Prediction, Optimization, and Learning in Repeated Games
Consider a two-player discounted repeated game in which each player optimizes with respect to prior beliefs about his opponent's repeated game strategy. One would like to argue that if beliefs are cautious then players will learn as the game unfolds to predict the continuation path of play. If this conjecture were true then a convergence result due to Kalai and Lehrer would imply that the continuation path would asymptotically resemble the path of a Nash equilibrium. One would thus have constructed a theory which predicts Nash equilibrium as the necessary long-run consequence of optimization by cautious players. This paper points out that there is an obstacle to such a result in the form of a potential conflict between prediction and optimization.
|Date of creation:||11 Apr 1995|
|Date of revision:||14 Feb 1996|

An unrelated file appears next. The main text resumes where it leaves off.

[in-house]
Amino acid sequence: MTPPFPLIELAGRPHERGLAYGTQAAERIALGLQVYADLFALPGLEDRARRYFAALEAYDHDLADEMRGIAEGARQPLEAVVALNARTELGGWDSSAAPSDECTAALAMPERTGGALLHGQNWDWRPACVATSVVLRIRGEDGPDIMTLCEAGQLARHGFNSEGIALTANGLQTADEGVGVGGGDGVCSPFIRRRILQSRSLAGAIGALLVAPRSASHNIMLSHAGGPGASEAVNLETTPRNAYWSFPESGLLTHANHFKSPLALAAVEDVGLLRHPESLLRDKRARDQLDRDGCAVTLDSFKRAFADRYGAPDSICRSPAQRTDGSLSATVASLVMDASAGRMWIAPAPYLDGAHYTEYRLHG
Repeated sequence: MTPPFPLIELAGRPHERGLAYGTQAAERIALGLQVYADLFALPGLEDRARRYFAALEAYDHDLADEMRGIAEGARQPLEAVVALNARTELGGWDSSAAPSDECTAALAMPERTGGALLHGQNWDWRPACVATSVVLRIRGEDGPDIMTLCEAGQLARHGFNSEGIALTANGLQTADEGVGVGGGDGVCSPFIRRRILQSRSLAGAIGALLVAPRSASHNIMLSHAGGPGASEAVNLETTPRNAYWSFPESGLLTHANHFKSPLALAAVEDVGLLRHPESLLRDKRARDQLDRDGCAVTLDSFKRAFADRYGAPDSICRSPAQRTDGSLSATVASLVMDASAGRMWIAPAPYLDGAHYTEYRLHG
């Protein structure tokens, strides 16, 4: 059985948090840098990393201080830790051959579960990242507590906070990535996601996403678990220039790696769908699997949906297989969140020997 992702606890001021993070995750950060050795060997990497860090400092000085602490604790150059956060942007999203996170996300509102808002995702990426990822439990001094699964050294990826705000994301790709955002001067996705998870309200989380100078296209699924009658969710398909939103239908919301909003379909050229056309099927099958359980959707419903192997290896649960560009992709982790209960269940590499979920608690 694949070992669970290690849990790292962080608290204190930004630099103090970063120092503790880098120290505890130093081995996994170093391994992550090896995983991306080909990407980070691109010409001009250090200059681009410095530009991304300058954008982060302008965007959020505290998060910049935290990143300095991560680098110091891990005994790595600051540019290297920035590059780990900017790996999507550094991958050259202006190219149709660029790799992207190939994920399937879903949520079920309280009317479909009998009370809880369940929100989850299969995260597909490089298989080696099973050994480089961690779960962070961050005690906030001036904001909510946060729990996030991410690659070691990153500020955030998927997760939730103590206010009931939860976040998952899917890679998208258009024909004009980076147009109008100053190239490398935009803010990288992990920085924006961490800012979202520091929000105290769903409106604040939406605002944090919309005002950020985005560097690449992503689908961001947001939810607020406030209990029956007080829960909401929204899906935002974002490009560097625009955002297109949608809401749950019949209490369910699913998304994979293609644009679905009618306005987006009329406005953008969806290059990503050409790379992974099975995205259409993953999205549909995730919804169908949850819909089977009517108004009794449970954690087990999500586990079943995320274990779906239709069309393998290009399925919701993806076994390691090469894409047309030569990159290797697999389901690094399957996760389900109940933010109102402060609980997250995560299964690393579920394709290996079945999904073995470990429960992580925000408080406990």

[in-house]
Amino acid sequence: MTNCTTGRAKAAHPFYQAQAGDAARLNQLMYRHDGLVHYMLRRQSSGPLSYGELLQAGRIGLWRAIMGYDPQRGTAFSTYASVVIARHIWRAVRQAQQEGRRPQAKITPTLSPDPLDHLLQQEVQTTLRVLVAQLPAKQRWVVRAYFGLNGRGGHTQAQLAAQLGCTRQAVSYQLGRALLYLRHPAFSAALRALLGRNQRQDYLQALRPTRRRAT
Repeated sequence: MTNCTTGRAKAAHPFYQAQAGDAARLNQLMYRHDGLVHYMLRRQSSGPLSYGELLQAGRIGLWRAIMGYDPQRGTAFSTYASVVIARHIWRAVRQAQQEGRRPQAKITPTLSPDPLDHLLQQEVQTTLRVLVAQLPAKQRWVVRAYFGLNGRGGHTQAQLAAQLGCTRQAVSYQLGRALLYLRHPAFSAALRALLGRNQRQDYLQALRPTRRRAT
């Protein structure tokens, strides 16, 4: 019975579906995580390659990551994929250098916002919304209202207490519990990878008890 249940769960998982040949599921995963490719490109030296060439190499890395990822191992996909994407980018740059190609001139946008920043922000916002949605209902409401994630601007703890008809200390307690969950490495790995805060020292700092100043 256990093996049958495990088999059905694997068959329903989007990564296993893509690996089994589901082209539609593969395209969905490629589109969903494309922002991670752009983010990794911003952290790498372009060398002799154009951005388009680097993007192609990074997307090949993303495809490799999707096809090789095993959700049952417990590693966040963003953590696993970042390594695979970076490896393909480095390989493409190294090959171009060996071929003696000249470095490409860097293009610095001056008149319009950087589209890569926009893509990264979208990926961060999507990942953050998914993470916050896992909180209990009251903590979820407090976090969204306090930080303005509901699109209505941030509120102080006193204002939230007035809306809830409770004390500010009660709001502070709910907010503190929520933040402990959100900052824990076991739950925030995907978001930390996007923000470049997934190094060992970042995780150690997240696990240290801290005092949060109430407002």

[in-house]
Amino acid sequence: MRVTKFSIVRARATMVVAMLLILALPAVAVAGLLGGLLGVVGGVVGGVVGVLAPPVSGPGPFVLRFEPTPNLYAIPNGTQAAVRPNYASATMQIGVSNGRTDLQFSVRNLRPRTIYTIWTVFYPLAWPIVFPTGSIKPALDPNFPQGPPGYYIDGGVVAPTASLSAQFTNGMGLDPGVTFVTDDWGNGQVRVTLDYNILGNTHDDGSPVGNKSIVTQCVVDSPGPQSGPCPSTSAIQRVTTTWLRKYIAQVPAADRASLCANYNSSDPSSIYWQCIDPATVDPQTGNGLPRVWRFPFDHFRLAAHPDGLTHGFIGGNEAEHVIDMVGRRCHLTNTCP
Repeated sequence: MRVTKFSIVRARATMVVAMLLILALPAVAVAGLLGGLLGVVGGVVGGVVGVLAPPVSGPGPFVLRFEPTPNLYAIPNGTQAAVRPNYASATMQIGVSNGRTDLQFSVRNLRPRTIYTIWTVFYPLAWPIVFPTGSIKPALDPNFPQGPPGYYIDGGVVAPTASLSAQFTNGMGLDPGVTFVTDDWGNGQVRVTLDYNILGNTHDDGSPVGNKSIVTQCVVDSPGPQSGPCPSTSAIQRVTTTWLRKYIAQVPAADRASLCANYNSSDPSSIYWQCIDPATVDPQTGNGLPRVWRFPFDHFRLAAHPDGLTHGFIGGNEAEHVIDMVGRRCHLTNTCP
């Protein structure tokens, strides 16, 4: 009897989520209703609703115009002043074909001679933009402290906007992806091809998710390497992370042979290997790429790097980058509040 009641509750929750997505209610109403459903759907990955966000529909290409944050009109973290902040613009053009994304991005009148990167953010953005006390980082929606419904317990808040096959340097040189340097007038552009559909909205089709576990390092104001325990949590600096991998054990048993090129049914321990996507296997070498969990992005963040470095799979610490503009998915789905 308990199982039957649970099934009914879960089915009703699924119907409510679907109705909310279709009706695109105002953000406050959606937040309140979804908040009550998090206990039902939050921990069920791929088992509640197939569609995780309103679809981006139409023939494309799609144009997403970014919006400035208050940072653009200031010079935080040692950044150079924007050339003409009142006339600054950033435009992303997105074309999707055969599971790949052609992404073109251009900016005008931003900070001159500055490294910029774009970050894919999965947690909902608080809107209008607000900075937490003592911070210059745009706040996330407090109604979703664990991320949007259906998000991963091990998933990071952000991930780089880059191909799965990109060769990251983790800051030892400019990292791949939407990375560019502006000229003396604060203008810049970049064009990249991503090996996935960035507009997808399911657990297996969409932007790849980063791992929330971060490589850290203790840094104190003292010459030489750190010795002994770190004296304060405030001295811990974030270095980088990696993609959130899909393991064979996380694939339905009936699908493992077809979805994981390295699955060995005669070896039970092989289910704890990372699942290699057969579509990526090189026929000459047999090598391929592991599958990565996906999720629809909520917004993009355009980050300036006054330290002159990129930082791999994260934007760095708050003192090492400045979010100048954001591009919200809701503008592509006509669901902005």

|Note:||Postscript from AMS-LaTeX, 46 pages|
|Contact details of provider:|| Web page: http://econwpa.repec.org|
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- Binmore, Ken, 1987. "Modeling Rational Players: Part I," Economics and Philosophy, Cambridge University Press, vol. 3(02), pages 179-214, October.
- Kalai, Ehud & Stanford, William, 1988.
"Finite Rationality and Interpersonal Complexity in Repeated Games,"
Econometric Society, vol. 56(2), pages 397-410, March.
- Ehud Kalai & William Stanford, 1986. "Finite Rationality and Interpersonal Complexity in Repeated Games," Discussion Papers 679, Northwestern University, Center for Mathematical Studies in Economics and Management Science.
- Lawrence Blume & David Easley, 1993. "Rational Expectations and Rational Learning," Game Theory and Information 9307003, EconWPA.
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